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seconds, since both inner and outer operators are applied. Then, each CGS iteration is performed in 548 s. Besides, the num-ber of iterations to reduce the residual error to less than 103is 270, and the solution time of FBS-CTF is about 41 h. The solution time can be reduced by accelerating the iterative convergence via preconditioners or by parallelizing the MLFMA implementation on a cluster of processors. Nevertheless, the stabilization procedure, which requires only 138 s, is always negligible compared to the solution part. Finally, the stabilization procedure does not change the number of iterations sig-nificantly since only the RHS is modified. For the solution of the same problem, the conventional CTF requires 285 CGS iterations.

In addition to the spheres with smooth surfaces, we present the results of the scattering problems involving a cube with edges of k1, where k1is the wavelength outside the object. The cube is in free space and it is illuminated by a plane wave propagating in the z-direction with the electric field polarized in the x-direction. We consider three different relative permit-tivities for the cube, i.e.,



r¼ 1 þ 101,



r¼ 1 þ 103, and



r¼ 1 þ 106, corresponding to 101, 103, and 106contrasts, respectively. In addition, each problem is discretized with three different triangulations with mesh sizes k1=10, k1=20, and k1=30. Scattering problems are solved by FMM, where the near-field interactions are calculated with 1% error and the far-field interactions are computed with three digits of accuracy.

Fig. 7presents the normalized RCS (RCS/k2

1) in dB as a function of the observation angle on the / ¼ 0plane, where 0 corresponds to the forward-scattering direction. The contrast of the cube is 101. As depicted inFig. 7(a), there are relatively small discrepancies among the results obtained by using different formulations with k1=10 mesh size. On the other hand, when the discretization quality is improved by decreasing the mesh size to k1=20 and k1=30, all solutions converge to each other as depicted inFig. 7(b) andFig. 7(c), respectively. Finally, inFig. 7(d), we compare the RCS values obtained by using FBS-CTF and k1=30 mesh size with those obtained by using the electric-field VIE[29], which is immune to low-contrast prob-lems.Fig. 7(d) confirms that FBS-CTF and the other surface formulations are accurate when the contrast of the cube is 101. Fig. 8compares the bistatic RCS values obtained by various formulations as the contrast of the cube is decreased to 103. In this case, RCS values obtained by using the conventional formulations, namely, CTF and CNF, are inconsistent with the values obtained by using the stable formulations, i.e., S-CNF, S-CTF, DS-CTF and FBS-CTF. In addition, RCS results obtained with the conventional and stable formulations do not converge to each other, even when the mesh size is decreased to k1=30. As dem-onstrated inFig. 8(d), FBS-CTF (and other stable formulations) are consistent with VIE. Hence, we conclude that the stable for-mulations are accurate, while CTF and CNF break down when the contrast of the cube is 103. Finally,Fig. 9presents the bistatic RCS results, when the contrast of the cube is very low, i.e., 106. As opposed to the previous examples, RCS values ob-tained with OBSFs (S-CNF, S-CTF, and DS-CTF) and FBS-CTF do not converge to each other, even when the mesh size is k1=30. In Fig. 9(d), we again compare FBS-CTF with VIE, where the two formulations agree well with each other. This proves that only FBS-CTF provides accurate results, while the other surface formulations break down when the contrast is 106.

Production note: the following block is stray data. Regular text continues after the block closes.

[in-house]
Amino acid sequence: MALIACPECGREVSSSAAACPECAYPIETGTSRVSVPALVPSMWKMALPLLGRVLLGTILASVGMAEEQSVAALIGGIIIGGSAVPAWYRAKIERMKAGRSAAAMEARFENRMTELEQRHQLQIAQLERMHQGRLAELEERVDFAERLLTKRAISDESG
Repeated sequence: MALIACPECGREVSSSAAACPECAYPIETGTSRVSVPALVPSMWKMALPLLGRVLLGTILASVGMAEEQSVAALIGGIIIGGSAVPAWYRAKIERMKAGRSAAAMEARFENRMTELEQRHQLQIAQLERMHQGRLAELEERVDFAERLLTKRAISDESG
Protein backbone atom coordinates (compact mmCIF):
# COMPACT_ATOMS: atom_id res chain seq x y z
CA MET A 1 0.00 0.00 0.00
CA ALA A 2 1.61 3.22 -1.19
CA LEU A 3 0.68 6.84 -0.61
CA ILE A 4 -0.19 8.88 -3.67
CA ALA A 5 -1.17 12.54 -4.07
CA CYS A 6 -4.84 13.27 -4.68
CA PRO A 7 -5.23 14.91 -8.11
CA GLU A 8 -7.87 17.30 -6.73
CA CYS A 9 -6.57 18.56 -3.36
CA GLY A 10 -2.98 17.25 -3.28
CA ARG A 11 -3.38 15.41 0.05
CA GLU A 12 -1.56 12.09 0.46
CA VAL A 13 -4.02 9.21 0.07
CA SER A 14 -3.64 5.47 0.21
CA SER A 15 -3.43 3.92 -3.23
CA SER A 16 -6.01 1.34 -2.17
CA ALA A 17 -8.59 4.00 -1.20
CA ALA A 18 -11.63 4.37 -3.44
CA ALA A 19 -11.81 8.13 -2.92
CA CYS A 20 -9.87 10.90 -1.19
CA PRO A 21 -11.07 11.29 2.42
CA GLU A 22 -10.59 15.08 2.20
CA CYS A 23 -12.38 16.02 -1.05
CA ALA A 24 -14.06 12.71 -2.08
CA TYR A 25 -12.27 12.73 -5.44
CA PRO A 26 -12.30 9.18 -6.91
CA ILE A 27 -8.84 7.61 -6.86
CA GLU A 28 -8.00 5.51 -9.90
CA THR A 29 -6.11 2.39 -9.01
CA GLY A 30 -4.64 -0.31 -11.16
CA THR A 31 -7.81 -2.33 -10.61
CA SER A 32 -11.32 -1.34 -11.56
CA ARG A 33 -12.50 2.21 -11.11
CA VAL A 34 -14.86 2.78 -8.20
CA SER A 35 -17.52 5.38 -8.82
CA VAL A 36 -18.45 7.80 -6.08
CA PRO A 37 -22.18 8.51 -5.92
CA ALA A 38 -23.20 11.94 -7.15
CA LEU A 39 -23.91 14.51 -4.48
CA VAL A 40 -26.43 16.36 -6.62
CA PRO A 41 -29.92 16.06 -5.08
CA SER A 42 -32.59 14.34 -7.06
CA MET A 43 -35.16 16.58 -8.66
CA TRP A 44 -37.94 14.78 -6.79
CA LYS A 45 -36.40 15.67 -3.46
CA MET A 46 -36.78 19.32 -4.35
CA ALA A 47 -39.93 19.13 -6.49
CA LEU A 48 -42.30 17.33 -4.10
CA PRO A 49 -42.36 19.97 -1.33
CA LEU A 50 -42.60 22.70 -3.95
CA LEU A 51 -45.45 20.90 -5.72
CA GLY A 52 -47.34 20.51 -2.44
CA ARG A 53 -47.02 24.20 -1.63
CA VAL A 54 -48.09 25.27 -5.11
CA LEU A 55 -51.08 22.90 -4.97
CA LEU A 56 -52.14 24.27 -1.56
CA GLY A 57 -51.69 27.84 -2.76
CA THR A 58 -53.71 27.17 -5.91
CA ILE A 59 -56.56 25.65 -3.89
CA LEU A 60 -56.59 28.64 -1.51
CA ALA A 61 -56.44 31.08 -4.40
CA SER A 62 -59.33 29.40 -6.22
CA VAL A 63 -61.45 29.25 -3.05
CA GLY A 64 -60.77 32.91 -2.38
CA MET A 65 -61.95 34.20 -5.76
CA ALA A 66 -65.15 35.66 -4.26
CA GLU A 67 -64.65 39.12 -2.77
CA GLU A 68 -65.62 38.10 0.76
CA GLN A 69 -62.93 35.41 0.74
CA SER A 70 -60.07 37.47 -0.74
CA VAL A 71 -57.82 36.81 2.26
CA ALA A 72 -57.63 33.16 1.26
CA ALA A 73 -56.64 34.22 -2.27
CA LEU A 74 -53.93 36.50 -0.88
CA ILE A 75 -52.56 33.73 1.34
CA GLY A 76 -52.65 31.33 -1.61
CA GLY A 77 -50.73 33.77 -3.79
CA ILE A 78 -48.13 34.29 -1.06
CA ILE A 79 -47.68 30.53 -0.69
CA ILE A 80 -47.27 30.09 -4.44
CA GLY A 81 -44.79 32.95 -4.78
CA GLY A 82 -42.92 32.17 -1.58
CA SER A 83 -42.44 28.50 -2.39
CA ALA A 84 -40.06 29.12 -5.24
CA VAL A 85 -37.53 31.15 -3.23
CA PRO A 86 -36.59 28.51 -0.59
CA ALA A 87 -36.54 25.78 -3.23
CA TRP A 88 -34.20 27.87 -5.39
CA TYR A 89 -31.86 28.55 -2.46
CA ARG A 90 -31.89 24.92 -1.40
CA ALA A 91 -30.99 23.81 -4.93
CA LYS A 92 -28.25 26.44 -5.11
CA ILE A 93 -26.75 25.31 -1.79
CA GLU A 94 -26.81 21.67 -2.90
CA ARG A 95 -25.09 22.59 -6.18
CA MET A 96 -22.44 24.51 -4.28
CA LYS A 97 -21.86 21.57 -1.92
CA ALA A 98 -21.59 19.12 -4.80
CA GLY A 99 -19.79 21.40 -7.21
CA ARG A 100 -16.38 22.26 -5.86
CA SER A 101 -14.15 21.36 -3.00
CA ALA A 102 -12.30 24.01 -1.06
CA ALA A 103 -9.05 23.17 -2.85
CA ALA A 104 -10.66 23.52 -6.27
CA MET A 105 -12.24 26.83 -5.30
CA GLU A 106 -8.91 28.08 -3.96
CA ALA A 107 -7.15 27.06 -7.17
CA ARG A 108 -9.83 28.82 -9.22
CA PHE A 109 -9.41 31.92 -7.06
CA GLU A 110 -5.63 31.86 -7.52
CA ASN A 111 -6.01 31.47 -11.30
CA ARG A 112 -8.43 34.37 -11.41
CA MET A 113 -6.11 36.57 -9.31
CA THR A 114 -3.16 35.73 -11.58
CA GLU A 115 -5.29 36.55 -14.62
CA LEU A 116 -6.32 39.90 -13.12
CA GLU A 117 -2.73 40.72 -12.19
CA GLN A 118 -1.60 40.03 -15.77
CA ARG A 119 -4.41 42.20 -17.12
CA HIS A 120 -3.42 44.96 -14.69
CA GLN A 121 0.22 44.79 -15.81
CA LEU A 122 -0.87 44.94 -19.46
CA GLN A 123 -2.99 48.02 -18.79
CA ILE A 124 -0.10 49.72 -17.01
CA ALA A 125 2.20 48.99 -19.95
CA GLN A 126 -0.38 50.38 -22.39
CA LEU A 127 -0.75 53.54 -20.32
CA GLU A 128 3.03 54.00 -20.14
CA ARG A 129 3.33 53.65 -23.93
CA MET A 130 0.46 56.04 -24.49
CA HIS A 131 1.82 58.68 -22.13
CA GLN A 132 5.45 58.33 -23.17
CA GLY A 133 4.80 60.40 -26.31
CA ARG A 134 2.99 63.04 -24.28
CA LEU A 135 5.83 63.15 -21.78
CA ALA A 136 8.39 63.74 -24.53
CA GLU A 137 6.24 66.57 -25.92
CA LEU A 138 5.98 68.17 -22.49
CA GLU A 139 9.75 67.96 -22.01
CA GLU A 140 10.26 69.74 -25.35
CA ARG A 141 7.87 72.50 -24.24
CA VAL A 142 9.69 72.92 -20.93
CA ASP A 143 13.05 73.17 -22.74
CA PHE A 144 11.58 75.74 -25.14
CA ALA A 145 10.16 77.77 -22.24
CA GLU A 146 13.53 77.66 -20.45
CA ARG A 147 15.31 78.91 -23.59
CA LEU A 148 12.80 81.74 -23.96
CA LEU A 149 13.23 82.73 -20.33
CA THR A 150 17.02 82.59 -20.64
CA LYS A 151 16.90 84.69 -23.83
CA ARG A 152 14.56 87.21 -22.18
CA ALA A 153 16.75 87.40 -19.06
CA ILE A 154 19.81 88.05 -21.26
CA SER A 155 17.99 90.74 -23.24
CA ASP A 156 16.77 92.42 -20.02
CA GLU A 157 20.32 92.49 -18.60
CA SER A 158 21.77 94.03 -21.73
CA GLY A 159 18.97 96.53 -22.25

6. Conclusion

In this paper, a novel stabilization technique is introduced for the accurate surface formulations of dielectric bodies with arbitrarily low contrasts. Similar to previous stabilization procedures, the technique is based on extracting the nonradiating currents and solving the modified equations to obtain the radiating currents. In addition, this technique involves the use of fictitious incident fields to rearrange the RHSs of the equations appropriately. We apply the stabilization to a combined T formulation although it is also applicable to other T the N formulations. The stabilization is easy to implement by modifying the existing codes for conventional formulations. In addition, the extra cost due to the stabilization is negligible. Our results show that the stabilized equation, namely, FBS-CTF, provides accurate results even for extremely low-contrast objects, such as a sphere with a contrast of 109.

Acknowledgments

This work was supported by the Scientific and Technical Research Council of Turkey (TUBITAK) under Research Grant 105E172, by the Turkish Academy of Sciences in the framework of the Young Scientist Award Program (LG/TUBA-GEBIP/ 2002-1-12), and by contracts from ASELSAN and SSM.

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References